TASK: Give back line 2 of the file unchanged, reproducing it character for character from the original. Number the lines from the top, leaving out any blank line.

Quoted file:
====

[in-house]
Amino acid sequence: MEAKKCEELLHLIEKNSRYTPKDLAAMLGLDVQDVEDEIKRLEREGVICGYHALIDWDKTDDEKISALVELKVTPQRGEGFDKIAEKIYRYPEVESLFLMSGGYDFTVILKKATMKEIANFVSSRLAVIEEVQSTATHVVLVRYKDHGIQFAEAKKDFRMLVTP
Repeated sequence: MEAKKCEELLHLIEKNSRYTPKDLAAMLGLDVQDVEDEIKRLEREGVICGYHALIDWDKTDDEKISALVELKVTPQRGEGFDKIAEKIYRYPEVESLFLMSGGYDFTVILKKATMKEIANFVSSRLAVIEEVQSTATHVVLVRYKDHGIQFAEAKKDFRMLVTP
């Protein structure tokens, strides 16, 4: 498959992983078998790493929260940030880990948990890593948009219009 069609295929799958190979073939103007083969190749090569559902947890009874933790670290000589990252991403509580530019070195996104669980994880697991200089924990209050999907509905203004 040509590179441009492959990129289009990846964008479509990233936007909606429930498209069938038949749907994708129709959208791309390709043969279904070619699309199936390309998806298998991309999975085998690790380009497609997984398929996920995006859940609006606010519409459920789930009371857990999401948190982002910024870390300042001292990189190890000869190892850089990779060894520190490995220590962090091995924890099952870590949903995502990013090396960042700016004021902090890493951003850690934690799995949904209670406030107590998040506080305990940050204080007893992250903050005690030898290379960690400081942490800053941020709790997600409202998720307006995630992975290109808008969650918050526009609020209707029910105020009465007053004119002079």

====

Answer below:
Amino acid sequence: MEAKKCEELLHLIEKNSRYTPKDLAAMLGLDVQDVEDEIKRLEREGVICGYHALIDWDKTDDEKISALVELKVTPQRGEGFDKIAEKIYRYPEVESLFLMSGGYDFTVILKKATMKEIANFVSSRLAVIEEVQSTATHVVLVRYKDHGIQFAEAKKDFRMLVTP